A former Pfizer executive recently advised that women of childbearing age and those who are already pregnant should consider opting out of taking the COVID-19 vaccine, but the Centers for Disease Control and Prevention said this week that the vaccines are safe and don't show an increased risk of miscarriage.
On Wednesday, the CDC advised pregnant women to get the COVID-19 vaccine, stating that it found no increased risk of miscarriages among those who've been vaccinated.
While the CDC's guidelines have advised that pregnant women get the vaccine to help protect against the possible risk for severe illness or adverse pregnancy outcomes, stating it was “unlikely to pose a risk for people who are pregnant,” it previously added that there was "limited data on the safety of COVID-19 vaccines in pregnant people.”
It adds that because the vaccines haven't been studied on mothers who are breastfeeding, "there are limited data available on the safety of COVID-19 vaccines in people who are breastfeeding, effects of vaccination on the breastfed baby," and "effects on milk production or excretion.
The CDC's updated guidelines added: "Recent reports have shown that breastfeeding people who have received mRNA COVID-19 vaccines have antibodies in their breastmilk, which could help protect their babies. More data are needed to determine what protection these antibodies may provide to the baby."
Last Wednesday, Michael Yeadon, who served as vice president and chief scientist for allergy and respiratory at Pfizer until 2011, raised some concerns about the COVID-19 vaccines use on pregnant and childbearing age women during Life Site News’ “Stop the Shot” conference, where he was one of the speakers.
“We never, ever give experimental medicines to pregnant women," said Yeadon, Ph.D., in a presentation.
Yeadon, who holds degrees in biochemistry, toxicology, and a Ph.D. in respiratory pharmacology, launched his own biotech company after working in the pharmaceutical industry for 32 years. Since the novel coronavirus outbreak, he's attracted some media attention and criticism for questioning the safety of COVID-19 vaccines.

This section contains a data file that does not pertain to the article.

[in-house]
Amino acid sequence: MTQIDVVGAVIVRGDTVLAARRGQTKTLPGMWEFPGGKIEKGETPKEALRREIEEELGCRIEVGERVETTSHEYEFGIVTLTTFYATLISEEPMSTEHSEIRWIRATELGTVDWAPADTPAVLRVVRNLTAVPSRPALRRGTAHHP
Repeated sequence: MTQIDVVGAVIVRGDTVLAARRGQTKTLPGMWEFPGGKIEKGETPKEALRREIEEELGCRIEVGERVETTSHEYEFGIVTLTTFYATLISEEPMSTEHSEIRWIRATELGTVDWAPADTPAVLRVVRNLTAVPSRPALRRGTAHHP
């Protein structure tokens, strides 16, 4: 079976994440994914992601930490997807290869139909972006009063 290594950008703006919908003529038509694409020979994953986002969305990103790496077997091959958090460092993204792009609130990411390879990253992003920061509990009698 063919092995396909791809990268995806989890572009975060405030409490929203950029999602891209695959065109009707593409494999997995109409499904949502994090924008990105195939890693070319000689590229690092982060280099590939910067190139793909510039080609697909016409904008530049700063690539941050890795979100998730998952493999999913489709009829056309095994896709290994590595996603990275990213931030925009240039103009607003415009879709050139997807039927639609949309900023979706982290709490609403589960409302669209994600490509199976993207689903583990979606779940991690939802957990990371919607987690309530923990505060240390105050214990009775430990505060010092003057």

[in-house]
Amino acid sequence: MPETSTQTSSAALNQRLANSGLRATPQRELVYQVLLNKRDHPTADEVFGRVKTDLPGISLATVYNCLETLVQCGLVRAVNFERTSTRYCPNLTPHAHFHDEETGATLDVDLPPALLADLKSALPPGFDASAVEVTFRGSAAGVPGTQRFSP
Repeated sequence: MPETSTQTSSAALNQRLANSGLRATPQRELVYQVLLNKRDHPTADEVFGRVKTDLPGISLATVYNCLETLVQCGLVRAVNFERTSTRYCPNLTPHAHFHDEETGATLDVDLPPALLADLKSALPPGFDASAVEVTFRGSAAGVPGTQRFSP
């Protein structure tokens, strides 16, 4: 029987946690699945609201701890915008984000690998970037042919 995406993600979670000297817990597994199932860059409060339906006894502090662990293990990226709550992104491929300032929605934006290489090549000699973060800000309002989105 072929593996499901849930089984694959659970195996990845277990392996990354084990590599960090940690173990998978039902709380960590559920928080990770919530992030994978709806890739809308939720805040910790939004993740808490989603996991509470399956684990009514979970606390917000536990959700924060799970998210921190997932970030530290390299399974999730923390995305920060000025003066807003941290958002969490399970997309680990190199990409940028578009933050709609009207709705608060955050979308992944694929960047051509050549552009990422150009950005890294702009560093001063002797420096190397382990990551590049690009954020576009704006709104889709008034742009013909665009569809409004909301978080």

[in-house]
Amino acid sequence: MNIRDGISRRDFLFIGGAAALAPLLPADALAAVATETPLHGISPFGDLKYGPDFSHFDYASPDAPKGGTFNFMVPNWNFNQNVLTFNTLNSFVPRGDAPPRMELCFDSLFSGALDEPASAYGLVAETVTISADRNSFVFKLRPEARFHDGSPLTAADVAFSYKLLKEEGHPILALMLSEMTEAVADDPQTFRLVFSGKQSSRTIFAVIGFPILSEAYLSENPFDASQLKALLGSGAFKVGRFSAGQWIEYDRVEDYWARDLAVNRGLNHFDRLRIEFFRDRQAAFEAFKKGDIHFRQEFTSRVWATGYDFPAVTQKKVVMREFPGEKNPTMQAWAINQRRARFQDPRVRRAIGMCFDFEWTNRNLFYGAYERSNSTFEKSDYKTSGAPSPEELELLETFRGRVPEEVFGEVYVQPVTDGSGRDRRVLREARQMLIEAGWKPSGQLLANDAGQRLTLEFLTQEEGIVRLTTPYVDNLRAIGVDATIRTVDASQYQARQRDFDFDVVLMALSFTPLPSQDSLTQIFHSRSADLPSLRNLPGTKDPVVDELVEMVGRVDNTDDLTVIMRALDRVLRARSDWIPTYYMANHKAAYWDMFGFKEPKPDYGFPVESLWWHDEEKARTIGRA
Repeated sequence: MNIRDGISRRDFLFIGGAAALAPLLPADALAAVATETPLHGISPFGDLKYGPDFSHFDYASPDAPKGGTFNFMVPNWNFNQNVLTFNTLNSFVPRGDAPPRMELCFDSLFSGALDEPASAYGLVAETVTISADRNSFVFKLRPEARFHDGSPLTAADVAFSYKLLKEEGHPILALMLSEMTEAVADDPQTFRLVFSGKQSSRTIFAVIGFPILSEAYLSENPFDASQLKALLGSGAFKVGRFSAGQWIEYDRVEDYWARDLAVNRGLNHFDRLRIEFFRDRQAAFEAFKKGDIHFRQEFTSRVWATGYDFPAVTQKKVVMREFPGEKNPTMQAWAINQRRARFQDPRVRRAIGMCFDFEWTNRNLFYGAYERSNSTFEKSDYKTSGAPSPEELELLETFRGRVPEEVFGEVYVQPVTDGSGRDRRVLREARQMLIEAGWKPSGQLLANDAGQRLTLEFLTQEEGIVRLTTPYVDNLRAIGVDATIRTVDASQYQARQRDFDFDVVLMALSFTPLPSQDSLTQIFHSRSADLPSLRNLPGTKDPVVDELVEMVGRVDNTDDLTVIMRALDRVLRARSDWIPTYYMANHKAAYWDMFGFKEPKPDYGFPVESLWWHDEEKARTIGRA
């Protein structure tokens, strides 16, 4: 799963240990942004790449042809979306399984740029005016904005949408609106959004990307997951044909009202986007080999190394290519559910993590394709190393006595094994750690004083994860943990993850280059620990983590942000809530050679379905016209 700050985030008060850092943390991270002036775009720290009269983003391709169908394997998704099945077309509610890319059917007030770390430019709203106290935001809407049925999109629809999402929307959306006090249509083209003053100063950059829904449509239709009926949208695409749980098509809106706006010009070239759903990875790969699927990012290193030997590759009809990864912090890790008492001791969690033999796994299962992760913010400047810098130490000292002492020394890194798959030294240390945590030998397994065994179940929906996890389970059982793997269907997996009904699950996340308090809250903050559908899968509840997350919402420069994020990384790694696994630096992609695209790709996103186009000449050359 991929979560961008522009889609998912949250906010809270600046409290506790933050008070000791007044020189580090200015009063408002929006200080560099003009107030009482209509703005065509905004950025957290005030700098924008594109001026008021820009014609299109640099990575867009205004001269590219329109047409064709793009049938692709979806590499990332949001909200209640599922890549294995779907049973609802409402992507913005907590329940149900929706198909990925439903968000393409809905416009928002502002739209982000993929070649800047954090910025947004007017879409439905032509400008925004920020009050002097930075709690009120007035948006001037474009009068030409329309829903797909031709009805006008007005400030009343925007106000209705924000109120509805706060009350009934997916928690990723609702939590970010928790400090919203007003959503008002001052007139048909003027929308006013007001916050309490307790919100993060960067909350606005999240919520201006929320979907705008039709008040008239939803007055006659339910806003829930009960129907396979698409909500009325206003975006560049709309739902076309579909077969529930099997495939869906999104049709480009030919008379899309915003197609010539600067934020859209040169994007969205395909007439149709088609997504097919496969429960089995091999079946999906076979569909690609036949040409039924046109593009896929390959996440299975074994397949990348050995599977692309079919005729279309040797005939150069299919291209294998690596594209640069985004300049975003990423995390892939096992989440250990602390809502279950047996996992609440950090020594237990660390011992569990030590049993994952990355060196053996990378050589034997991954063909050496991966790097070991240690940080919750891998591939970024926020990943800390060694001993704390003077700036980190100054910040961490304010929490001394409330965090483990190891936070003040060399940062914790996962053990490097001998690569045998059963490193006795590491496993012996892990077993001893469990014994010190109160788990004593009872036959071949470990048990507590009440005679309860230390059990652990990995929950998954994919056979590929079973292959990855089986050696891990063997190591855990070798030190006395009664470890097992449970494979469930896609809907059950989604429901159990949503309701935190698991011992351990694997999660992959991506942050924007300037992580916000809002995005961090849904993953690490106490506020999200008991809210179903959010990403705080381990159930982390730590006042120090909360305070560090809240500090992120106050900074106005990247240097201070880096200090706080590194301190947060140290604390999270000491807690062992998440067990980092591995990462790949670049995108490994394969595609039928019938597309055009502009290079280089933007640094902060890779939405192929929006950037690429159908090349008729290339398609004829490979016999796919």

He argued that pregnant women who've been told that the COVID-19 vaccines are safe for them and their preborn babies have been "lied to."
“That’s bad enough because what that tells me is that there’s recklessness. No one cares. The authorities do not care what happens,” Yeadon asserted.
“You never, ever give inadequately tested medicines, medicinal products, to a pregnant woman,” he continued. “And that is exactly what is happening. Our government is urging pregnant women, and women of childbearing age, to get vaccinated. And they’re telling them they’re safe. And that’s a lie because those studies have simply not been done.”
Since data show that only some 22% of pregnant women have received one or more doses of the COVID-19 vaccine, the American College of Obstetricians and Gynecologists and the Society for Maternal-Fetal Medicine are among the organizations that have also urged women to get vaccinated.
"Data have shown that COVID-19 infection puts pregnant people at increased risk of severe complications and even death," the organizations asserted in a joint statement.